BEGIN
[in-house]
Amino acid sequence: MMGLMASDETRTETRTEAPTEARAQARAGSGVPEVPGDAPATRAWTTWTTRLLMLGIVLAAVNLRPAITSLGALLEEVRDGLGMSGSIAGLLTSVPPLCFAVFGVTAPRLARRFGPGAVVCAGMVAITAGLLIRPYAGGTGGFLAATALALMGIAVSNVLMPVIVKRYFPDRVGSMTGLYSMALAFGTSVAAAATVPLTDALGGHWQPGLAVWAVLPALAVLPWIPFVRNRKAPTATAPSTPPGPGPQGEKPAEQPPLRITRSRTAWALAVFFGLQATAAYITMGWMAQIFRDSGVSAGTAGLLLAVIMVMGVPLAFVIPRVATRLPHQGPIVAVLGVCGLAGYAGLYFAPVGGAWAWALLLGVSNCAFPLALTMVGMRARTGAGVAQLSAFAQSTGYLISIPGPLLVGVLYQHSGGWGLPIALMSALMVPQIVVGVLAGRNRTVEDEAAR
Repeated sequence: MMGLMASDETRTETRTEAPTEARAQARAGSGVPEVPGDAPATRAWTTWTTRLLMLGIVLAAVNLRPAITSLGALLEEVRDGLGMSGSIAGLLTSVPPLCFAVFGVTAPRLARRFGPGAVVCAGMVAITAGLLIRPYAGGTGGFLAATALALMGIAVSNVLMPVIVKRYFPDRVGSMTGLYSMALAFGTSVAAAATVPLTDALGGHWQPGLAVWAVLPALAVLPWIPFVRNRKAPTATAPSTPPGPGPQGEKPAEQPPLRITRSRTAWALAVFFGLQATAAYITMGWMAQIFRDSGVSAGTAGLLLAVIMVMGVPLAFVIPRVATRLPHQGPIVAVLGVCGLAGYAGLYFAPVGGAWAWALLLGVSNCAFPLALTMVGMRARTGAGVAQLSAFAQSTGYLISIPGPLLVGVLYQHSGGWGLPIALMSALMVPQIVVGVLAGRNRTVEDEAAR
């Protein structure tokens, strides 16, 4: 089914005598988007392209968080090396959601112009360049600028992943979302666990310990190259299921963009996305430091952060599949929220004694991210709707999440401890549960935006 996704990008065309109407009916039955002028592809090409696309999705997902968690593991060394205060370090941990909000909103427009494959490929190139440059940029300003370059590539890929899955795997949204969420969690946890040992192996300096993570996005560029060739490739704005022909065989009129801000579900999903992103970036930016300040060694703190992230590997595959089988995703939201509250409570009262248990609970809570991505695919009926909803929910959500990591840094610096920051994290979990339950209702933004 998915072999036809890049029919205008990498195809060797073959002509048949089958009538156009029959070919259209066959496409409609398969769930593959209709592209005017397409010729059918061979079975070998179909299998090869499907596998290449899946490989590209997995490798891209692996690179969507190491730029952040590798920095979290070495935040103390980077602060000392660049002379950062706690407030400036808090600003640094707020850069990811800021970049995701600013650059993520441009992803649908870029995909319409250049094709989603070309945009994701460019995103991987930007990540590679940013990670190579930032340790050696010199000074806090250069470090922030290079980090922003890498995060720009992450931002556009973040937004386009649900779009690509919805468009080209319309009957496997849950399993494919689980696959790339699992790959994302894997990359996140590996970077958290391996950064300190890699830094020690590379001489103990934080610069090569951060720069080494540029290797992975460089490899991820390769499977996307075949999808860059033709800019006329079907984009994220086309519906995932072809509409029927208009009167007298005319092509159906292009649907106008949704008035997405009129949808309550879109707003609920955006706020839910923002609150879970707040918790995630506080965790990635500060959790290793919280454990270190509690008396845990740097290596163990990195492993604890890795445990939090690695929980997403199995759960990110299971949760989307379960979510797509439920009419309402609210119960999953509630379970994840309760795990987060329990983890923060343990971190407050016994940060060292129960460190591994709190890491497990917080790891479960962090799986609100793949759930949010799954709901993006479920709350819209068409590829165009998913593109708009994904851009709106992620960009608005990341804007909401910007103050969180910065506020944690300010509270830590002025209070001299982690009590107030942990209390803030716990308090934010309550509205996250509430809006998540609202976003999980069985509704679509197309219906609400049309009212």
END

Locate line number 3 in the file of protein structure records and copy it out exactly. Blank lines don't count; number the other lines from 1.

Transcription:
Repeated sequence: MMGLMASDETRTETRTEAPTEARAQARAGSGVPEVPGDAPATRAWTTWTTRLLMLGIVLAAVNLRPAITSLGALLEEVRDGLGMSGSIAGLLTSVPPLCFAVFGVTAPRLARRFGPGAVVCAGMVAITAGLLIRPYAGGTGGFLAATALALMGIAVSNVLMPVIVKRYFPDRVGSMTGLYSMALAFGTSVAAAATVPLTDALGGHWQPGLAVWAVLPALAVLPWIPFVRNRKAPTATAPSTPPGPGPQGEKPAEQPPLRITRSRTAWALAVFFGLQATAAYITMGWMAQIFRDSGVSAGTAGLLLAVIMVMGVPLAFVIPRVATRLPHQGPIVAVLGVCGLAGYAGLYFAPVGGAWAWALLLGVSNCAFPLALTMVGMRARTGAGVAQLSAFAQSTGYLISIPGPLLVGVLYQHSGGWGLPIALMSALMVPQIVVGVLAGRNRTVEDEAAR